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darkinhere
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21 Dec 2016, 4:06 pm

Hi everyone.

I'm a 46 yr old from Derby in the UK. A lot has happened recently that's made me question things, but it was only after watching a documentary on Gary Numan of all things, that I considered I may have AS.
I've taken the AQ test a few times (on different websites) each time getting 32-34, and I've taken a few other tests, each pointing in the same direction.

This is all very new and scary for me - so is it worth getting diagnosed? For those of you in the UK, is this an easy process? I want to get enough "data" behind me - test results etc - to prove to my GP that this is worthwhile.

If I am diagnosed it would explain a lot of things, especially my personal relationships.

Thanks



AspieUtah
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21 Dec 2016, 4:14 pm

Getting a diagnosis would give anyone: 1) educational, governmental and professional benefits and supports if needed, or 2) the satisfaction that comes from knowing certainly that the diagnosis is accurate and correct. As an adult, you might care only about the professional benefits (if your workplace offers them) and the satisfaction of knowing.

But, don't dismiss the satisfaction of knowing. For many adults, it means a lot and helps mitigate years of believing that they were always to blame for their behaviors.


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Diagnosed in 2015 with ASD Level 1 by the University of Utah Health Care Autism Spectrum Disorder Clinic using the ADOS-2 Module 4 assessment instrument [11/30] -- Screened in 2014 with ASD by using the University of Cambridge Autism Research Centre AQ (Adult) [43/50]; EQ-60 for adults [11/80]; FQ [43/135]; SQ (Adult) [130/150] self-reported screening inventories -- Assessed since 1978 with an estimated IQ [≈145] by several clinicians -- Contact on WrongPlanet.net by private message (PM)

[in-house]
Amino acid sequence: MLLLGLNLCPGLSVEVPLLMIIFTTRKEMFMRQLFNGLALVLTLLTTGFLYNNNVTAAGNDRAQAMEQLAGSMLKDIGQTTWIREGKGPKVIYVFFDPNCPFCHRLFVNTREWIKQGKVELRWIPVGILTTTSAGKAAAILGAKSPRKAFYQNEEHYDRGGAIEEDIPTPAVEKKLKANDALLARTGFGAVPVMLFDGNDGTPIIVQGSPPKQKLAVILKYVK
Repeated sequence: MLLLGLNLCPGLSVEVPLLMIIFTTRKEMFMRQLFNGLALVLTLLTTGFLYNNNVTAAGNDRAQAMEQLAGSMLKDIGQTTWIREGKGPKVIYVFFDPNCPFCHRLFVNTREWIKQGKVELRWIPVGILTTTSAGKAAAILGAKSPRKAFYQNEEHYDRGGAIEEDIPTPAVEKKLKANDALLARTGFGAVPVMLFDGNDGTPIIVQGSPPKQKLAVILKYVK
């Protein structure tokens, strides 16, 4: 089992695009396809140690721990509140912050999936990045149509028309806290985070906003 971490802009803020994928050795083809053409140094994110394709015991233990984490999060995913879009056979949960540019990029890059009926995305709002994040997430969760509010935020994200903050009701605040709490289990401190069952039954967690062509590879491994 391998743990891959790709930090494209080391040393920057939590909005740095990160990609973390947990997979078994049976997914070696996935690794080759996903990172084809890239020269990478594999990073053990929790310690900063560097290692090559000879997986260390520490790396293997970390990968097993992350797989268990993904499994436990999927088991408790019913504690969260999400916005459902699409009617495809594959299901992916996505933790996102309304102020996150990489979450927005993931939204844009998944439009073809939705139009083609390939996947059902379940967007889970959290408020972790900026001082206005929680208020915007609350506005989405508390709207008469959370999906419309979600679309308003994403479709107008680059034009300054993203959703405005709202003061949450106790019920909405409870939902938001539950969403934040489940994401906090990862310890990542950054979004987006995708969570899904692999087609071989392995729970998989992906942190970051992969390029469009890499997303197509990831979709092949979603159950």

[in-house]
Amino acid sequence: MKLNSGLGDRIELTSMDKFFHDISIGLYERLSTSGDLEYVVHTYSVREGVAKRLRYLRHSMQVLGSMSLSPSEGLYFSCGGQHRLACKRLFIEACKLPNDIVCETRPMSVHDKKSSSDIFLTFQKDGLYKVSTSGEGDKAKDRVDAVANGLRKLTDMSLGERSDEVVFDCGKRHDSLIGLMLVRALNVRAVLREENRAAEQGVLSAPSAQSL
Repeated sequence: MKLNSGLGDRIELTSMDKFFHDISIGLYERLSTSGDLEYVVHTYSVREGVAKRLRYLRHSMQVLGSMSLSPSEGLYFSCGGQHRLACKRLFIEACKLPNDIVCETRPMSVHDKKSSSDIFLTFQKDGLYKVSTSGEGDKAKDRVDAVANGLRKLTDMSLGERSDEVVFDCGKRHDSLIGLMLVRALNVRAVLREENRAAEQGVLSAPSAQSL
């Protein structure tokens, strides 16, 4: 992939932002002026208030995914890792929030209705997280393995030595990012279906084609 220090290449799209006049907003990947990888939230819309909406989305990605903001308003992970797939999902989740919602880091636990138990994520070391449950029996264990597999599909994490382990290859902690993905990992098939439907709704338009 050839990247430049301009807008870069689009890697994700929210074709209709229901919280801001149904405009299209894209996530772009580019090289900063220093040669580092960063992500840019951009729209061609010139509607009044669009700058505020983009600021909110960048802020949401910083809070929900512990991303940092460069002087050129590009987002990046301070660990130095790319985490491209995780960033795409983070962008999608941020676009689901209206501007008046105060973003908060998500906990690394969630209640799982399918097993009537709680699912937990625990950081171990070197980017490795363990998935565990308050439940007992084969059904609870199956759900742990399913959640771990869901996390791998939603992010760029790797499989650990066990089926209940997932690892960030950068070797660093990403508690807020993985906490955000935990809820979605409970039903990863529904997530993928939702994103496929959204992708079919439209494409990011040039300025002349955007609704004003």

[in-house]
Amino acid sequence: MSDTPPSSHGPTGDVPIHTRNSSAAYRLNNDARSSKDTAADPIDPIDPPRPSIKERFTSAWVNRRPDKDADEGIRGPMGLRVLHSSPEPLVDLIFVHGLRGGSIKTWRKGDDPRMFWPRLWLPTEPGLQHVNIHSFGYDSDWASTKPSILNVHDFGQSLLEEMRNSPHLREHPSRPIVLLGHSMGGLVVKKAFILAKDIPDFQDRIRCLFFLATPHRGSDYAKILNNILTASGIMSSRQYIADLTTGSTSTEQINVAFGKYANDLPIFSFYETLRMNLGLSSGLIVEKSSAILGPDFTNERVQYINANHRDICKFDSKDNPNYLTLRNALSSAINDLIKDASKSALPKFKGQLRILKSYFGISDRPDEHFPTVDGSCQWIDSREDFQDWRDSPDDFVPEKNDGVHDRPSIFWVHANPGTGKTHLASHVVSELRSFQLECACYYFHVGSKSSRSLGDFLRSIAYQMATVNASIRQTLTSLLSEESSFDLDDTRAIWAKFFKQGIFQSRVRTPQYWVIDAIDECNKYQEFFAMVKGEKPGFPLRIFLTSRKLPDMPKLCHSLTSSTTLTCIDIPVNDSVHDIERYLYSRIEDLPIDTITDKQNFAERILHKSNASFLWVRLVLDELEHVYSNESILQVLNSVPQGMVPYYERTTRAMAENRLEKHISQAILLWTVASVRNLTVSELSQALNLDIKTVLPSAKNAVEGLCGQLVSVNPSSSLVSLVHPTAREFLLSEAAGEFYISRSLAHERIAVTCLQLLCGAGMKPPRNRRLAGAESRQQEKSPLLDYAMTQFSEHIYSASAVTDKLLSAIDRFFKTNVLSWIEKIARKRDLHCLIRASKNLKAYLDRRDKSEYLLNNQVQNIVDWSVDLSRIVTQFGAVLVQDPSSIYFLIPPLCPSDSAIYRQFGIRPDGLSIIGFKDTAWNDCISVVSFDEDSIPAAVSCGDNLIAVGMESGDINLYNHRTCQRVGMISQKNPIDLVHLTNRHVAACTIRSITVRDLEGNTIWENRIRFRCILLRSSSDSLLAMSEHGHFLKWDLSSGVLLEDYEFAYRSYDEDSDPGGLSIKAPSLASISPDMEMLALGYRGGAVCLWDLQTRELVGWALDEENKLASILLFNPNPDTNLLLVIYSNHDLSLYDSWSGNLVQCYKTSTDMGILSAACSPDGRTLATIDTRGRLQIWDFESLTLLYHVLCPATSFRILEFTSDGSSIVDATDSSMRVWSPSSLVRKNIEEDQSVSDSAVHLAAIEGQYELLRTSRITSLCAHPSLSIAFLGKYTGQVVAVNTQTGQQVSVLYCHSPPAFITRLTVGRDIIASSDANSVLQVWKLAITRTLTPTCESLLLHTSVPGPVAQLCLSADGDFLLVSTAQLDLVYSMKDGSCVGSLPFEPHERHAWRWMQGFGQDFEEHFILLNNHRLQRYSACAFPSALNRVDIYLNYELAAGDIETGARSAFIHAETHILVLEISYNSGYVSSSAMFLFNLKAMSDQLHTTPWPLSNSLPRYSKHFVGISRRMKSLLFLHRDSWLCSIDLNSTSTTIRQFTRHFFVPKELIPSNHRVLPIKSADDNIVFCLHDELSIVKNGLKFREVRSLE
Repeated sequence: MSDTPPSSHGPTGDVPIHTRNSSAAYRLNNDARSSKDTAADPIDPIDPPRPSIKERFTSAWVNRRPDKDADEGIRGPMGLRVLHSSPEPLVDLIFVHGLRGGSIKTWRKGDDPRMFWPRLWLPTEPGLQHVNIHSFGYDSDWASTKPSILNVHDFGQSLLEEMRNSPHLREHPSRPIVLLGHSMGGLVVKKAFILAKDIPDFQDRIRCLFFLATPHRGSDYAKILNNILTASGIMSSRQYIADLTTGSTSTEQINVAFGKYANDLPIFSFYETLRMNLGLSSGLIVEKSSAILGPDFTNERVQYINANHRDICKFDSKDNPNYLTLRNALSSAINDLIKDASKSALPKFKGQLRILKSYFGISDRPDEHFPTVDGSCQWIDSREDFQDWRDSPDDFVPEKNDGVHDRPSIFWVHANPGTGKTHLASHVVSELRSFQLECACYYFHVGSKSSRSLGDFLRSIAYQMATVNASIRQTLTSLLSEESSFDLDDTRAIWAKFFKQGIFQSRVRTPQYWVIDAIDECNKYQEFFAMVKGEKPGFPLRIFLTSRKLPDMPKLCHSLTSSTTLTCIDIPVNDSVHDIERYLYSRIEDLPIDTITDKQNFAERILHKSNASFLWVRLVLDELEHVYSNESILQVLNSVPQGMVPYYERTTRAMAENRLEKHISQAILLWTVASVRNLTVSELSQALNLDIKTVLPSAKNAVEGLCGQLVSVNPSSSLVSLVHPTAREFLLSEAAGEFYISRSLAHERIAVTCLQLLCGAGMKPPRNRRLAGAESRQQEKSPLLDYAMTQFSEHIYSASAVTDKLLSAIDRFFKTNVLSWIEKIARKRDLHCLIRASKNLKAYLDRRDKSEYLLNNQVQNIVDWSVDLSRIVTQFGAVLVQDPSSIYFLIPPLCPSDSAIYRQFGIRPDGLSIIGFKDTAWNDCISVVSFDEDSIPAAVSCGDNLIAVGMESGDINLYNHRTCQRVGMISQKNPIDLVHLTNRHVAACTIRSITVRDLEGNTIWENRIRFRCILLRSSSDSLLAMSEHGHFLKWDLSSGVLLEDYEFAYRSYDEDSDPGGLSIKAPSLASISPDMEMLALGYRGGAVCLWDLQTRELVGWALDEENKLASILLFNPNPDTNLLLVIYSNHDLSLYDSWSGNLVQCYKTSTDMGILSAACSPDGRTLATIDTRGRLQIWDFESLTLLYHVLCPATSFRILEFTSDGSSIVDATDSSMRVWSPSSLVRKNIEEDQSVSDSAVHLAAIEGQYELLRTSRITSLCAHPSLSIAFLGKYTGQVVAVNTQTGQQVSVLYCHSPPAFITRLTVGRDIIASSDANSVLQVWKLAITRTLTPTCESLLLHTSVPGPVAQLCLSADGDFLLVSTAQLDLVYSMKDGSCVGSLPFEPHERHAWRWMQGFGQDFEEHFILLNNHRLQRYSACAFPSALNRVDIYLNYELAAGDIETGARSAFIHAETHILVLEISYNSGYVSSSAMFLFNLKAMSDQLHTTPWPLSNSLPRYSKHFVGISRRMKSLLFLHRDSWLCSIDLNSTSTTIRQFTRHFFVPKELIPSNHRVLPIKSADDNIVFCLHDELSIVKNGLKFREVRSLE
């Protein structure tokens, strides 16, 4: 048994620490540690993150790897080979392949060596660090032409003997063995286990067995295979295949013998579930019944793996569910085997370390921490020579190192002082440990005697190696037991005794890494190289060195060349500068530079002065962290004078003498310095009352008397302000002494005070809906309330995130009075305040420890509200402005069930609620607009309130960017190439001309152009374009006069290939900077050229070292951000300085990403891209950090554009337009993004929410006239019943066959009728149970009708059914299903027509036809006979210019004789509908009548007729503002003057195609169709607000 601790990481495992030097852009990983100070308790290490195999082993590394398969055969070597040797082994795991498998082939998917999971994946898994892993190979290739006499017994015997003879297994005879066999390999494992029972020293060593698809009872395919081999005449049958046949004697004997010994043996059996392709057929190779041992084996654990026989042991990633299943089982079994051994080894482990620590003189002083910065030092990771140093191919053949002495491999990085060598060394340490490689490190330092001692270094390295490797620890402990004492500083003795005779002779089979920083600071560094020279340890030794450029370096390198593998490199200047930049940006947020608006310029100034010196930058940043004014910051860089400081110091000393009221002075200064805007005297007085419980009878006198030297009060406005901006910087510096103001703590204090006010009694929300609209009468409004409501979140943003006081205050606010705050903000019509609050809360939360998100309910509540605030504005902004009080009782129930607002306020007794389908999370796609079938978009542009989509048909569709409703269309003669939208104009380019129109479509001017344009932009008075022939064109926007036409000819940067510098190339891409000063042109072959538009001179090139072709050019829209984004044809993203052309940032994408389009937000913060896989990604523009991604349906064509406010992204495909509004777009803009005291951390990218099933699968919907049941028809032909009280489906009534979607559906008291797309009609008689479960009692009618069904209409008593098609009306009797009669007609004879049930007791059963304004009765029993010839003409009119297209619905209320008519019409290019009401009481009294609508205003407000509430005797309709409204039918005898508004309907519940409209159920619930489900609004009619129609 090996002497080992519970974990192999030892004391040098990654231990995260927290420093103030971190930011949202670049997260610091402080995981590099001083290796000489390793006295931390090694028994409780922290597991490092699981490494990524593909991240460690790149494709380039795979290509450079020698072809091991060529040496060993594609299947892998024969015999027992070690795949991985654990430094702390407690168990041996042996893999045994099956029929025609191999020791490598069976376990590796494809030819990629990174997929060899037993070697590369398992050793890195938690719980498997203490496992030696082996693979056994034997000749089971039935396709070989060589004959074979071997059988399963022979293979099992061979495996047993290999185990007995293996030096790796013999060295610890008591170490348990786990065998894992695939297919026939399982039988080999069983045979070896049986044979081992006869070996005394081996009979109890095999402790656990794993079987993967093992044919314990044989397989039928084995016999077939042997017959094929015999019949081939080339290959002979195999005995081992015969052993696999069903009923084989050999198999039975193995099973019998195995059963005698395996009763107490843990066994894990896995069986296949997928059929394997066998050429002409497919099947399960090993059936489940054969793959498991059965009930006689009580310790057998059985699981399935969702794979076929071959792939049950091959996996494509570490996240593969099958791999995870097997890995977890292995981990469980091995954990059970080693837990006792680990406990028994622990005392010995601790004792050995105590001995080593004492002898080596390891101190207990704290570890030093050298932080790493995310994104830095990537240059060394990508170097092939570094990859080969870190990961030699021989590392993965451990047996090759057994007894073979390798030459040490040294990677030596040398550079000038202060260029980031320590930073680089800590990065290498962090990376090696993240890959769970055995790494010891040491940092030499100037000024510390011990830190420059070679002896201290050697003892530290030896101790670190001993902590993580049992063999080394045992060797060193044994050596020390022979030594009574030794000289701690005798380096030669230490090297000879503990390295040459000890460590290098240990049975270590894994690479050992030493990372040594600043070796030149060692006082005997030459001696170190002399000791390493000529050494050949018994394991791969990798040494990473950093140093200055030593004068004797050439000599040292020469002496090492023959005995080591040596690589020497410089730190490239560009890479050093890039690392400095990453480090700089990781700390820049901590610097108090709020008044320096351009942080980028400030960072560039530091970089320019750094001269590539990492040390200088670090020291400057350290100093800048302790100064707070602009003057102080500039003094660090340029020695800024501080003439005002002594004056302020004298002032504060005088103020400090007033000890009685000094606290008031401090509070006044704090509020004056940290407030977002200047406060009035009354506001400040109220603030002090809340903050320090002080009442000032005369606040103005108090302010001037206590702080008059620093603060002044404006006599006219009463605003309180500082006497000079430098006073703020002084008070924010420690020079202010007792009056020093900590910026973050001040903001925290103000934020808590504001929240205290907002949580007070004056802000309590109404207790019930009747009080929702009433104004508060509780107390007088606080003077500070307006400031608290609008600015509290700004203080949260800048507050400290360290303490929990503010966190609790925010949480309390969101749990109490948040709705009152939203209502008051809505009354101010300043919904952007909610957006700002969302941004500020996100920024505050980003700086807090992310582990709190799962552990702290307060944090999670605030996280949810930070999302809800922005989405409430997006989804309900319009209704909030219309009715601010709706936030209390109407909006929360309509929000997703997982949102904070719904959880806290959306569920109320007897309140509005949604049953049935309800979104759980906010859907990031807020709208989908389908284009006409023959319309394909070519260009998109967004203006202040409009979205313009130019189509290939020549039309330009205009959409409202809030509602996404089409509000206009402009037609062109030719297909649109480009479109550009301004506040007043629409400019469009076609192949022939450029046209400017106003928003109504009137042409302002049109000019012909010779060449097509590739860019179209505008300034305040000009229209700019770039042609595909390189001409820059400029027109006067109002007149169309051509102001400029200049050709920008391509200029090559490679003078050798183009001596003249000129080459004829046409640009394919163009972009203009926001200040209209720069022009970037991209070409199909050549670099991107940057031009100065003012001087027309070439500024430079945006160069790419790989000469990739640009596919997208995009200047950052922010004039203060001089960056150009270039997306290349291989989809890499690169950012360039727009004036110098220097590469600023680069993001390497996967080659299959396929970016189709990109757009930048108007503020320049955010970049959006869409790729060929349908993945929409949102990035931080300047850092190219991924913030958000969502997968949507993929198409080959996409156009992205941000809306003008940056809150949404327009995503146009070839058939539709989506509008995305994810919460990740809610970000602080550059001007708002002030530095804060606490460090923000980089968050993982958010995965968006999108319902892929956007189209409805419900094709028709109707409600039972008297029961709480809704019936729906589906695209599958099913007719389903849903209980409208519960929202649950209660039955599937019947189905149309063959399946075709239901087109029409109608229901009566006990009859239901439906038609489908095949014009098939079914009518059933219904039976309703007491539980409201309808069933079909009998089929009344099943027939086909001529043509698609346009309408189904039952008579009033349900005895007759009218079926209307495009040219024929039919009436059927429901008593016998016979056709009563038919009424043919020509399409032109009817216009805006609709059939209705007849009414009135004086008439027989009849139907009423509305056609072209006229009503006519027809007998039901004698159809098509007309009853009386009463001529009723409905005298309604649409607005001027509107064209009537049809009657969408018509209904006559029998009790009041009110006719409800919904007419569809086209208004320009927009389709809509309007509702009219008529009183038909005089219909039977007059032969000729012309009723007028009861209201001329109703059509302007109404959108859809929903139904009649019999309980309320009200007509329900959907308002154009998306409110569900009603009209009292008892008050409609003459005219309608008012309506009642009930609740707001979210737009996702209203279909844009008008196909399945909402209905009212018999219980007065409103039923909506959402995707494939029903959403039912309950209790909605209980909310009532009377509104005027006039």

ArielsSong
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21 Dec 2016, 4:37 pm

darkinhere wrote:
Hi everyone.

I'm a 46 yr old from Derby in the UK. A lot has happened recently that's made me question things, but it was only after watching a documentary on Gary Numan of all things, that I considered I may have AS.
I've taken the AQ test a few times (on different websites) each time getting 32-34, and I've taken a few other tests, each pointing in the same direction.

This is all very new and scary for me - so is it worth getting diagnosed? For those of you in the UK, is this an easy process? I want to get enough "data" behind me - test results etc - to prove to my GP that this is worthwhile.

If I am diagnosed it would explain a lot of things, especially my personal relationships.

Thanks


Welcome :)

My diagnosis was as easy as I could have expected it to be. Easier, in fact, I suppose, with the NHS as it currently is.